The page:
Nothing, I just feel a little faint.

Have you been taking those pills again?

" No!

No, that's all over with.

He doesn't trust you, does he?

Shutting you up like this in a darkened room.

Bringing in a nurse.

She's not your nurse, you know.

She's your guard.

Your keeper.

But George wouldn't do a thing like that.

Oh wouldn't he?

Who owns this house?

Why, I do.

When father died he let everything to me.

And if something happened to you?

Suppose George has you put away for good?

He wouldn't.

He couldn't.

All he has to do is to tell the doctors that you are too difficult to control at home.

That nurse will back him up.

But you know that's not true.

And what good does that do?

George won't listen to me.

He doesn't even like you to see me.

That's so, isn't it?

Isn't it'?!

What're we going to do?

I've got to get you away from here and we haven't got much time.

But if I stay with you, he'll find me.

Where could we go?

I've thought of that.

We could take a room somewhere.

Do you have any money?

No, but you do.

A hundred pounds.

You put away for a new dress.

How did you know that?

You told me.

Don't you remember?

(ominous music)

I'll get it.

No hurry.

You can't go now.

Not in broad daylight.

Somebody's bound to notice.

Besides, we'll need a car.

Tonight, when George is asleep.

(ominous music)

Don't you worry.

Just leave everything to me.

(somber music)

(ominous music)


(knocking)

Barbara?

(somber music)

(phone ringing)

Hello'?

Yes, Nurse Higgins.

She wasn't'?

That's very strange.

But you will be back tonight.

Good.

Now there's a late train getting in at 10 o'clock.

Take a taxi from the station.

Splendid.

I'll expect you then.

Good bye.

(ominous music)


(foreboding music)

Come on, love.

Wake up.

Hurry up. Get dressed.

It's time to go.

Quiet, not so loud.

He'll hear you.

- George?

I got some of that sedative they had for you.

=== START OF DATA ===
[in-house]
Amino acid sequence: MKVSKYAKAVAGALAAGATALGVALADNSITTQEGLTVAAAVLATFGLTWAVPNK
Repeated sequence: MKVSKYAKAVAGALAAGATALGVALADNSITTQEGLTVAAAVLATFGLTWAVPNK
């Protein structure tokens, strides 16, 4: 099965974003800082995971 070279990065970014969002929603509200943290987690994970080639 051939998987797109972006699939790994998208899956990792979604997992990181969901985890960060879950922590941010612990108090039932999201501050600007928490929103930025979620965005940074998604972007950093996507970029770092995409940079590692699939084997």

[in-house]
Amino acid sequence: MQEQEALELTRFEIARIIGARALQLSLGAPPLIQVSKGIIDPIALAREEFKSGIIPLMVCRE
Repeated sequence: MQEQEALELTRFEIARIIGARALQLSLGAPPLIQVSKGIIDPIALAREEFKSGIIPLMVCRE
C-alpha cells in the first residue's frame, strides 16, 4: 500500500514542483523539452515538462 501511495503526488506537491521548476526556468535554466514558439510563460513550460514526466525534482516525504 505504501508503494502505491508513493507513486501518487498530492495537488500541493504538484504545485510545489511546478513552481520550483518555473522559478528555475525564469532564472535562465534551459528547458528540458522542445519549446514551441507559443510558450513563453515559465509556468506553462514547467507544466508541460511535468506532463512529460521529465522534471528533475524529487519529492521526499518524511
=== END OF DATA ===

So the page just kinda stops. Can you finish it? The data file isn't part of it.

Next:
Put it in his tea.

Will he sleep?

He didn't even feel it when I took his car keys.

And Miss Higgins?

By the time she gets here we'll be gone.

Come on now.

There.

You go and get dressed.

Are you okay, love?

Yes.

Yes, just a touch of nerves.

I guess I'm not used to so much excitement.

Oh, I love excitement.

Here we are.

Just the thing.

What do you want with those?

To cut the phone cord, silly.

We don't want old Miss Higgins giving alarm, now do we?

You do think of everything.

(Lucy giggling)

I try to.

Now you hurry and get dressed and I'll go down the hall and...

(scissors snipping)

Remember, I expect to find you dressed when I get back.

L s8)” What?

It is a laugh, isn't it'?

Just like old times.

(ominous music)

(dramatic music)


(foreboding music)

What are you doing?

Give them to me.

I can't.

I need them.

Give them to me!

Please Lucy, one more.

I am not going to watch you ruin yourself.

Just one more, Lucy, then I promise.

I thought you said you weren't taking them.

I can't help it.

You mean you don't want to help it.

You always had a choice.

George or the pills.

Me or the pills and the pills always win.

Deep down inside you hate George.

You hate me.

No.

No Lucy, you're my best friend!

These are your friends.

Your only friends.

Oh, I'm goo enough for you when you're in trouble, but I've never been good enough for George or anyone else you know.

Now I can't even win over a hand full of these.

No.

What I have done for you today you'll never know and it isn't enough.

I'm getting out.

NOW!

No, Lucy!

You want these?

Here.

Take them!

(dramatic music)

. Lucy-

Lucy?

Lucy?

(ominous music)

Lucy!

(car engine starting)

Lucy, come back!

Barbara, what are you doing out of--

I've got to go out.

At this time of night?

Yes! You don't understand.

It's Lucy.

Lucy?

Yes, she just left.

I heard the car pull away.

That was the car I came in.

There's no one out here.

No one.

Then she's still here.

Where's your brother?

In the study I suppose.

George?

George?

(ominous music)

(screaming)

(menacing music)


Barbara?

Barbara?

(intense music)

(gasping)

There, Barbara.

Now you're free.

Free of all of them.

Now do you understand why I must see a lawyer?

They said I killed them.

They say my fingerprints are on the shears.

But it was Lucy.

Lucy who did it.

What does Lucy have to say about that?

Why don't you ask her yourself?

She's here with us now.

Where?

There she is.

Don't you see her?

Don't you see her?

Don't you see her?

(laughing)

Was there a George and a Miss Higgins murdered?

There may have been.

But no Lucy?

There may not have even been a Barbara.

Meaning she might be Dr. Starr?

No, I don't think so.

I don't think I've met Dr. Starr yet.

Maybe there is no such person.

Perhaps your Dr. Rutherford is just playing a game.

Dr. Rutherford never plays games.

How many more are there for me to see?

Just one.

And then my choice?

Then the choice.

Tell me about this one.

He calls himself Byron.

Dr. Byron.

BWOn?

Gentlemen.

I brought Dr. Martin to see you.

It's always a pleasure to meet a colleague.

You're a doctor?

Indeed I am, sir.

Physician, neurosurgeon and orthopedic specialist.